There are people talking at SAP supply chain conferences about how Sales & Operations Planning is playing the most important role in your planning process. I do believe it is important and a good plan for the right product can save you money in inventory holdings and make your customers happy with great service levels and fill rates. It can also reduce noise in the supply chain and, with a good forecast, provide a great tool to anticipate demand and therefore inventory holdings of finished goods, help with decision making in regards to the resources you need to make available and allow you to simulate various version and effects of a corporate supply chain strategy.
The question is how do you get to a good plan in S&OP. For those of you whose company has purchased SAP software, the speaker should lay out good practices (if not the best) and give you valuable insight on how to best use that tool – SAP. And as we all know SAP software is comprised of an S&OP tool in its ERP version but they also sell advanced planning tools with APO. Now, if you get an adviser who tells you to use ERP or another one who tells you to use APO, then you know that neither one understands both. And that is a problem! Because you certainly don’t want the knowledge (or lack thereof) of your adviser drive your use of SAP’s Sales & Operations Planning.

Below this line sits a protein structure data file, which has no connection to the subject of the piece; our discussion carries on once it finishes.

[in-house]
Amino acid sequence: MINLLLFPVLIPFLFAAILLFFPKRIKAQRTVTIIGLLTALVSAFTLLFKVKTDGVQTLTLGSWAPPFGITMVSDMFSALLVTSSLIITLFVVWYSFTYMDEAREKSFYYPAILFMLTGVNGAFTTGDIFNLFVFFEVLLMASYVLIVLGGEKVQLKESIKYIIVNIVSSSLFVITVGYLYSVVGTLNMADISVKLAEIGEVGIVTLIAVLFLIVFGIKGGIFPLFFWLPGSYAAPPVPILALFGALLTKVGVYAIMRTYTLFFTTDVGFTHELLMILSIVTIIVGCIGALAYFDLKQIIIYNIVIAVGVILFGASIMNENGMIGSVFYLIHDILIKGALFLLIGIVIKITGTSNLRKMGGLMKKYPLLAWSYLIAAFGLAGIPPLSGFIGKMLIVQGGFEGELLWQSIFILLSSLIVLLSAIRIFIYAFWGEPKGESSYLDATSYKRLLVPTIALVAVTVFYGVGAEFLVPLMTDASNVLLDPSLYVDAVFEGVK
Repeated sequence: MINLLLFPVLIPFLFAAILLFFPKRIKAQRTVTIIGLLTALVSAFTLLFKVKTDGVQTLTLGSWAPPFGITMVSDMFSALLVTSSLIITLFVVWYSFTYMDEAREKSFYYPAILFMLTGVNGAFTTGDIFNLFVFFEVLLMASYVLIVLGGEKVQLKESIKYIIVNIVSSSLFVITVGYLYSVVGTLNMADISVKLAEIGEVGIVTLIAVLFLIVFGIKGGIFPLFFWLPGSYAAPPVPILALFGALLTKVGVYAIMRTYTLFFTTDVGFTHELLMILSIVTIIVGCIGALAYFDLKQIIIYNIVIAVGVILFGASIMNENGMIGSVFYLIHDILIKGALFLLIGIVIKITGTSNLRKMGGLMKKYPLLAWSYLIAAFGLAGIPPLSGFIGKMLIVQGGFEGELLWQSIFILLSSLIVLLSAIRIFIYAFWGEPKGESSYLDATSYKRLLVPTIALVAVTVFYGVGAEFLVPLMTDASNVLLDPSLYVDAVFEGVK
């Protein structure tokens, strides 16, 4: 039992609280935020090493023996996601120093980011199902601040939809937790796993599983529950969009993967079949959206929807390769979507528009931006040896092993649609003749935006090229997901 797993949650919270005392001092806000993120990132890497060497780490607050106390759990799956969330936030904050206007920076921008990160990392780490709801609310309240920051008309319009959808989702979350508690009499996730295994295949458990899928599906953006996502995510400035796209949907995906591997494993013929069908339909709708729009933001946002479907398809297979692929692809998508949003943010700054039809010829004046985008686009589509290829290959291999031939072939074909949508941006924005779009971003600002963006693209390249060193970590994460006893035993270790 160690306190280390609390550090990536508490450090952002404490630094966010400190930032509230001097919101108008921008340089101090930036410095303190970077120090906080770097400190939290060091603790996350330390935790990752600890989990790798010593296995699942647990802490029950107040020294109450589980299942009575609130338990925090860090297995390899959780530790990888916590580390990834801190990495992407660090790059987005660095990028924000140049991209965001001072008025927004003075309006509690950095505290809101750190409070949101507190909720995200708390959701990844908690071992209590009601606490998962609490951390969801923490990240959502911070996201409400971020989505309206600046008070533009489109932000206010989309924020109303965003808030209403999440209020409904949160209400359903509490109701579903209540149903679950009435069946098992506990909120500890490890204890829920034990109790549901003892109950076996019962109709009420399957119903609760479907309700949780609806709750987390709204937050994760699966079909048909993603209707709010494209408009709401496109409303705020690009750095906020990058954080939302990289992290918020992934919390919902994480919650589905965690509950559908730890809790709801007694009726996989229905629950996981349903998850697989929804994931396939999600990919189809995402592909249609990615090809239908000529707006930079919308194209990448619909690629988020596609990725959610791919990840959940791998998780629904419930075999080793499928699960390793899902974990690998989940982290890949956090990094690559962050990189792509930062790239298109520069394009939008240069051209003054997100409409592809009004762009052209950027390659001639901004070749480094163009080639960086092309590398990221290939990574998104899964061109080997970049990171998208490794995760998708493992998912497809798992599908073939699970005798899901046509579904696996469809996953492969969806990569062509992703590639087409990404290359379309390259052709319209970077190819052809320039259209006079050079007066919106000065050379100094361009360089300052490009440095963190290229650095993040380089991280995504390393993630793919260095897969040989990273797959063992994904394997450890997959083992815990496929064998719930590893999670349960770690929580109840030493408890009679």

I agree with the ERP proponents that, without a good basic data setup in ERP, any APO planning process is sub-optimized. So if your company has bought APO, you should make sure that your data basis in ERP is sound before you go use DP or SNP. That is mainly because your history (consumptions, sales etc.) is collected in an info structure in ERP and then loaded into an info cube in BI from where it can be used for Advanced Planning in Demand Planning in APO.
If your company did not make an investment in APO yet, it is an easy sell for the adviser to convince you to make use of ERP’s S&OP (granted they know how it works). But beware! there is a lot of potential for a false setup that you will have a very hard time with later… especially when your company thinks about getting APO later. And they should, because in the long run and after getting more and more functions inside of SAP, APO should be the system of choice for your demand planning, distribution planning, production planning and procurement planning.
And if you don’t set up your ERP S&OP with APO in mind, you will have a very hard time to make the switch later!
And if your adviser doesn’t know APO, you can not setup your ERP S&OP with APO in mind!
Just as an example: in APO the Planner (an object) is independent of the location (plant or DC) whereas the MRP Controller in ERP is plant specific. So the product portfolio design should be setup with this in mind.
Also, in APO there are Characteristics Value Combinations. These are essentially the Planning Hierarchies used in ERP. You really don’t want to redesign all that later.
Yes! You need to use what you have today. But! You will also have to prepare for the future. You can not ignore and dismiss what’s possible for you tomorrow… just because your consultant doesn’t know about it. Don’t let anybody tell you that you are not ready for APO. It’s like they sell you a Porsche and don’t let you drive past second gear.